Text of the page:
Machines are designed to help us. While they mostly cause nothing but headaches, they can come in handy when you program them right. The continuing story of the Beatles bootlegs has prompted me to start learning AppleScript to automate a number of tasks I typically perform on tags within iTunes, but then I realized that my problems are probably far from unique. Indeed, there are other nerds out there who have already written a number of useful scripts of us to use. Unfortunately, it takes being a geek to find geeky things, so here is a nice pretty Best Of compilation of useful iTunes scripts for all you people who don’t feel like dipping into the nerd scene.
- This Tag, That Tag. A lot of times I get compilation CDs, and what iTunes does is it puts the artist and track names in the proper fields, and then tags the entire album as a compilation. It looks okay in iTunes, but once you copy that CD over to your iPod all of the sudden your list of artists grows considerably larger with each new artist containing only one song. That sucks. What I like to do for compilations is to have the artist name say “Various Artists” and have “Artist – Song Name” under the song name. That way I can quickly jump to all my compilations by going to the Various Artists on the artists list on the iPod and then choosing the compilation name. Hazzah!
- Remove n Characters. Sometimes the songs you import don’t have tags. Bummer. That just pisses me off. But luckily, half the time the name of the file is the song title, such as “05 I Dream of You Even Though You’ve Been Such a Jerk to Me.flac“. Now, the problem with these is that you still have the song number (“05”) at the beginning and the file extension at the end (“.flac”). This script lets you strip the song name of those. You set the number of characters to strip from either the front or the back of the song name or any other tag (3 for front, the two digit number and the space, and 5 for the back – for ‘flac’ and the dot), and voila.
- Put That Track Prefix to Track Number. I know, the script writers don’t have much imagination when it comes to naming their creation, but anyway. Before you run the previous script, you might wanna run this one. It takes that “05” from the track name and inputs it as a track number for the selected song saving you from doing any sort of manual labour. Take advantage of those machines before they rebel against us!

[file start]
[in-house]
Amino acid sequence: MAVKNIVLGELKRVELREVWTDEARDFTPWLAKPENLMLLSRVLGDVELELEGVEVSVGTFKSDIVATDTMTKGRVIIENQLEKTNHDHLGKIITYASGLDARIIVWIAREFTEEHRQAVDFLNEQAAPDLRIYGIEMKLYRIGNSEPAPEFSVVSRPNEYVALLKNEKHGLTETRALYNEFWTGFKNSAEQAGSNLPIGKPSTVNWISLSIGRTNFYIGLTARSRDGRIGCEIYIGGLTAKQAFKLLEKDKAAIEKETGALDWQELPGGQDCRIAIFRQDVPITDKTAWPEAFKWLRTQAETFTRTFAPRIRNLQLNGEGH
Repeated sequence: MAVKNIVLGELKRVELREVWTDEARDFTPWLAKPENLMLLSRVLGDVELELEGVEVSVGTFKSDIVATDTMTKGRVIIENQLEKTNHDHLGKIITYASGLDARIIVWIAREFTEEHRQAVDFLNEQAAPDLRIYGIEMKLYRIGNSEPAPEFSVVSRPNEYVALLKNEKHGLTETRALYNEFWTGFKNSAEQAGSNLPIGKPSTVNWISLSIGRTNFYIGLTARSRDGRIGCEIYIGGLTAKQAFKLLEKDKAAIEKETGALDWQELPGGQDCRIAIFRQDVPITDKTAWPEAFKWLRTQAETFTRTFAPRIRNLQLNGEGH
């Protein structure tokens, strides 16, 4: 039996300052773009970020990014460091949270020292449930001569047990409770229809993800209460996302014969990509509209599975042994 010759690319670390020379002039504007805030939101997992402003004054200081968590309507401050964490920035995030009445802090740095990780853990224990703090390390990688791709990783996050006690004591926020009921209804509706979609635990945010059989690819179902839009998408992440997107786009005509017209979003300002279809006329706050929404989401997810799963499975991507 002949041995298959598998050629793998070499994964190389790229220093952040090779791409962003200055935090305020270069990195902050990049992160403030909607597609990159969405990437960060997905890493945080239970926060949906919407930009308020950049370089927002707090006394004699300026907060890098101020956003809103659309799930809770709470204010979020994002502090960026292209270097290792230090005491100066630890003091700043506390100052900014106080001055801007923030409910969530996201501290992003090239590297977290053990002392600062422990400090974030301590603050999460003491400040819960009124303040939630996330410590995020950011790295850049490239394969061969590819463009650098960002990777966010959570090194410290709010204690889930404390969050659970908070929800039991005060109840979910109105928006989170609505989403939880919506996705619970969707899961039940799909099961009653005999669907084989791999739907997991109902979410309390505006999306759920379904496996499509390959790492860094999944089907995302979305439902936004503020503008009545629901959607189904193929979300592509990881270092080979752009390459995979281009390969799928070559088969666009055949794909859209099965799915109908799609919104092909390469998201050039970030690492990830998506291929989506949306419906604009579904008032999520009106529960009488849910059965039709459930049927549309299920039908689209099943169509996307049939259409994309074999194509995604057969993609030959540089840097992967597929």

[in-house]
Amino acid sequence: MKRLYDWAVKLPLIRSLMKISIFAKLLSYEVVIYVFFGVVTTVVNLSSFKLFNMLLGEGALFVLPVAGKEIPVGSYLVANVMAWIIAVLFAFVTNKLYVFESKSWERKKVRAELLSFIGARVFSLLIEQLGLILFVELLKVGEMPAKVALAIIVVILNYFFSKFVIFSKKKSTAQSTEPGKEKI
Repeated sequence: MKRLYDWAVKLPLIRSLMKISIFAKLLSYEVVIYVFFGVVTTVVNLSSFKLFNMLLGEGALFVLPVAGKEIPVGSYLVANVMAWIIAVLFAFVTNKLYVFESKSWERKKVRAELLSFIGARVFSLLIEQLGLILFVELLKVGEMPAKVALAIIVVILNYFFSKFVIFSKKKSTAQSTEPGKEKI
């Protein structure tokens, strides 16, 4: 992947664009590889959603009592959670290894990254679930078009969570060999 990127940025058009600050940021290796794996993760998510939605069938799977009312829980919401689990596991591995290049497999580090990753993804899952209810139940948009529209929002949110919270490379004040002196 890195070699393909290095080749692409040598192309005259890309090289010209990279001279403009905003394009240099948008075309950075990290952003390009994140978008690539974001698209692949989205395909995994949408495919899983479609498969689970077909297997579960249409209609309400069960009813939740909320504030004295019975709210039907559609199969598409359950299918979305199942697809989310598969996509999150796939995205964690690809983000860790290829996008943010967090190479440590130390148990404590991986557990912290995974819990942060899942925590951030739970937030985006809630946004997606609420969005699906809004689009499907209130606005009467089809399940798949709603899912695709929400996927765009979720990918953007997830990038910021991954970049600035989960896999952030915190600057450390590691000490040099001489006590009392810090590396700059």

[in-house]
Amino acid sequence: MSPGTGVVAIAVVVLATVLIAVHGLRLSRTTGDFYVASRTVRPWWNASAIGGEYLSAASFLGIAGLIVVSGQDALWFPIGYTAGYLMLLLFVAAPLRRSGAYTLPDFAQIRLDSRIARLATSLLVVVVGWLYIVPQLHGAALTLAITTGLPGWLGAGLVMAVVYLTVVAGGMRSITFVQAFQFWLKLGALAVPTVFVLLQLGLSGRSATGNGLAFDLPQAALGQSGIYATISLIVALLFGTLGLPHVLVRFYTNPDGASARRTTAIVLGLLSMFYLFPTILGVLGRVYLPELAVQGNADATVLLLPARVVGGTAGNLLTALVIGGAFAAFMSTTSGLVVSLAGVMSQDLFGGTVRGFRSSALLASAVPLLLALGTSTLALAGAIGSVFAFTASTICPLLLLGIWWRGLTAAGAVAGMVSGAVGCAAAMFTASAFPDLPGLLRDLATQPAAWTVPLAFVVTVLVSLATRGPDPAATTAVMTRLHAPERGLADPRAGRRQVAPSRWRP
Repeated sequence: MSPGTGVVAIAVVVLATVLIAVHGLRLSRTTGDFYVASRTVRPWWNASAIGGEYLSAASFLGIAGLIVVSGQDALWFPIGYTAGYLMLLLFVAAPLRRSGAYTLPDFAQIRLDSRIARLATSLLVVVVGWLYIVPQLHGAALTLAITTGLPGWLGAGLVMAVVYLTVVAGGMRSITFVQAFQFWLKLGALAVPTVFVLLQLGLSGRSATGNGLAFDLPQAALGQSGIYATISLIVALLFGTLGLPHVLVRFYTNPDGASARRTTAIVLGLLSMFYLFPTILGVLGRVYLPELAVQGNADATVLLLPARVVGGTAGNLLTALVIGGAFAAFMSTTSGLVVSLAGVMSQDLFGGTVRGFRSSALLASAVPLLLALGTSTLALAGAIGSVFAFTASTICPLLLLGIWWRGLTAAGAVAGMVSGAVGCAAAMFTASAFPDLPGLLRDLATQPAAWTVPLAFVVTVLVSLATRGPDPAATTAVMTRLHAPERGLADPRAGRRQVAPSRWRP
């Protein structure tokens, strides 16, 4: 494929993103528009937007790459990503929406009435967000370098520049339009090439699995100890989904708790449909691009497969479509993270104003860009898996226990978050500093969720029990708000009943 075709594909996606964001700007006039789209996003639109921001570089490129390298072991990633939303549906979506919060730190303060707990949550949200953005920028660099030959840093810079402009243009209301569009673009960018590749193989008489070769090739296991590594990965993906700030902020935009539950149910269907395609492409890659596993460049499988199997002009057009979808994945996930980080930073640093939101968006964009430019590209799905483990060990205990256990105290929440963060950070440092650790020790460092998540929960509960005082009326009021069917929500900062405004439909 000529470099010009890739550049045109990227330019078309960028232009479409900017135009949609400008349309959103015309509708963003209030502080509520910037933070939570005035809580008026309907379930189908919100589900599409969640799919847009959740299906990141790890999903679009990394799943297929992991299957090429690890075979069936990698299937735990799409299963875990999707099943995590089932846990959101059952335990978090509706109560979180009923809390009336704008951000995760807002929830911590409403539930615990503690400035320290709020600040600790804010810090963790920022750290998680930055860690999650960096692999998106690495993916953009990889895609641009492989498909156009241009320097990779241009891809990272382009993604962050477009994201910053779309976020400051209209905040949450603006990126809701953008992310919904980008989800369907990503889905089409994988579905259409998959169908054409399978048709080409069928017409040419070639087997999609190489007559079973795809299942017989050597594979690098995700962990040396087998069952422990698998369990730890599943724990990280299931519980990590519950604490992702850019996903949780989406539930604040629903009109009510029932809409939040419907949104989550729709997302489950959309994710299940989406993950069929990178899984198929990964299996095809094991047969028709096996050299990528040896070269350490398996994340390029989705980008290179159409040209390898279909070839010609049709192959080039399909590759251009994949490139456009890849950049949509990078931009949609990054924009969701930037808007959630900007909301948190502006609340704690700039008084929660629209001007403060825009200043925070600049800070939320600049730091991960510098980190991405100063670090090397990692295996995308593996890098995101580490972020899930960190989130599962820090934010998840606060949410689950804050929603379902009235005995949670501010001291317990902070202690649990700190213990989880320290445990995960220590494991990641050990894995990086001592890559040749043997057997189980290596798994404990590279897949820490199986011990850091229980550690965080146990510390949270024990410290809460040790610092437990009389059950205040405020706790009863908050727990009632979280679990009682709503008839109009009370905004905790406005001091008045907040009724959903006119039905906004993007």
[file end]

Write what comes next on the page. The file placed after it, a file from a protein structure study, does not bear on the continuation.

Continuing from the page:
- Proper Capitalization. Speaking of machines, why should we bother with things like proper grammar, also known as proper communication with other humals, ie. what makes us different from animals. This script will take all your song names and capitalize them properly according to English grammar rules. So “miss you cause you like to cook” will be capitalized as “Miss You Cause You Like to Cook“.
- Artist Name Corrector. Finally, if for some reason you want to do the opposite of script #1, such as when your song name contains both the artist and the song title separated by a hyphen and you would like those separated, run this script.
Now, once you get those scripts, it’s quite easy to install them. Go to your Home folder > Library > iTunes. See if there is a Scripts folder in there. If there isn’t, create one. Then take the downloaded scripts and copy them in there.
Now, open up iTunes. At the top where the menus are you should have a new icon right before the Help menu that looks like a sheet of papyrus. Click on that and you should have access to your scripts. For most of the them you want to first select the songs to perform the actions on, and then choose the appropriate script from that menu. Also, keep in mind this isn’t Microsoft Word – there is no undo. Once you apply that script, you’ll have to change all the songs back manually if you screw up. It’s a ruthless world out there, and then you die.
So there you go. This marks the victory of man over machine. Or that’s what they have us believe anyway.